I was sitting at the Cottage, during the typical Muskoka rain storm, contemplating about what I wanted to write about for our new Northern River blog. I was also watching the Canada Day celebrations from Ottawa as Prime Minister Justin Trudeau is coming up on stage to speak. What is the first thing that Justin does? He thanks and recognizes the fact that Ottawa is situated on Algonquin land. He then proceeds into talking about our diversity and equality. This is so needed in the world today given recent troubles and headlines.
Canadians are united and share the same values. This was echoed in the words of President Barak Obama who visited Ottawa this week and made a speech in the House of Commons that truly inspired me and, I’m sure, all Canadians. His talk was so full of love for our Nation, I almost blushed. What captured me is his statement: “The world needs more Canada”
This got me thinking about what that means to the world. How does the world see a Canadian? For Canada Day, I thought I would explore some famous Canadian clichés and stereotypes about Canadians. Nobody really knows when all of the Canada jokes started being made. In the era of the Internet, Canada has all but become a meme of a country, with people poking fun at everything from our food to our weather to how we talk. And yet us Canadians don’t really complain – I guess it’s because we really are as nice as they think we are.
We’re sorry, eh!
Sorry if you’ve heard this already, but Canadians apologize a lot. They have inherited the British sense of being somewhat self-effacing and apologetic whereas Americans tend to be more self-confident and assertive. While foreigners might think of Canadians as super nice, those not accustomed to how often we apologize might not see the subtle differences behind each one. Many Canadians admit they apologize frequently, even when it’s unwarranted and even to inanimate objects they’ve bumped into, but I can’t quantify the trend. For this, I am sorry. In fact, I’m just sorry everyone thinks we’re so sorry.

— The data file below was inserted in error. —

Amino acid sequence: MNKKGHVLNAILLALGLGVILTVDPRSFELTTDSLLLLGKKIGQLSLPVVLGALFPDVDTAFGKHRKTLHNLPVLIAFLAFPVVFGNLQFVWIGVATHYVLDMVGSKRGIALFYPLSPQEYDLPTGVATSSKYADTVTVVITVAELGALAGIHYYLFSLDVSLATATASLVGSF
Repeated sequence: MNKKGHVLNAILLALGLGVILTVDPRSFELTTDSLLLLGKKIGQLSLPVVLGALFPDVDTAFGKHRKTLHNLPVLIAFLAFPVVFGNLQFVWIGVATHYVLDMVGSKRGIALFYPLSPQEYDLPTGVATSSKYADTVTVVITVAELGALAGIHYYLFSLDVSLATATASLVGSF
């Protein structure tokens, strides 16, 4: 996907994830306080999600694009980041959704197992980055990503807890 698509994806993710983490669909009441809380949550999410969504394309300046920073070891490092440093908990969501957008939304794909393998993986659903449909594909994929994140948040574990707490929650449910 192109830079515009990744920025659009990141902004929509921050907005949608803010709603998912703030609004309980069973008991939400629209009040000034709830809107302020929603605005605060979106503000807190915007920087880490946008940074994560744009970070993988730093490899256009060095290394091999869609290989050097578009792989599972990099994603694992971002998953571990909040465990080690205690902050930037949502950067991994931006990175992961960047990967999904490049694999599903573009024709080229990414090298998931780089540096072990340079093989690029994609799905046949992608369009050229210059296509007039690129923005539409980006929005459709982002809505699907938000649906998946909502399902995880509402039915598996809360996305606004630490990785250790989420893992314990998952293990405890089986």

We’ve all made “it” in a canoe
“A Canadian is someone who knows how to make “it” in a canoe.” That’s a quote attributed to Pierre Berton. Though statistics on it are hard to find, it’s a bucket-list item for many Canadians. Its hard to confirm how many Canucks have made it in canoes or whether the endeavour is an indicator of patriotism, but canoes are readily available for those who want to try, at their own risk. I have six of them and I need them all. In fact, I’m even buying a new one. Don’t know why.
What are you talking a-boot?
It’s pronounced about not a-boot. The US stereotype is that we pronounce the word “about” differently. It has some validity. While it differs across the country, the actual sound in most of the country is closer to “boat” than it is to “boot,”and this can be attributed to regional British dialects brought to Canada. Though it has its origins in discernible linguistic differences, this stereotype is for the most part much ado “a-boot” nothing.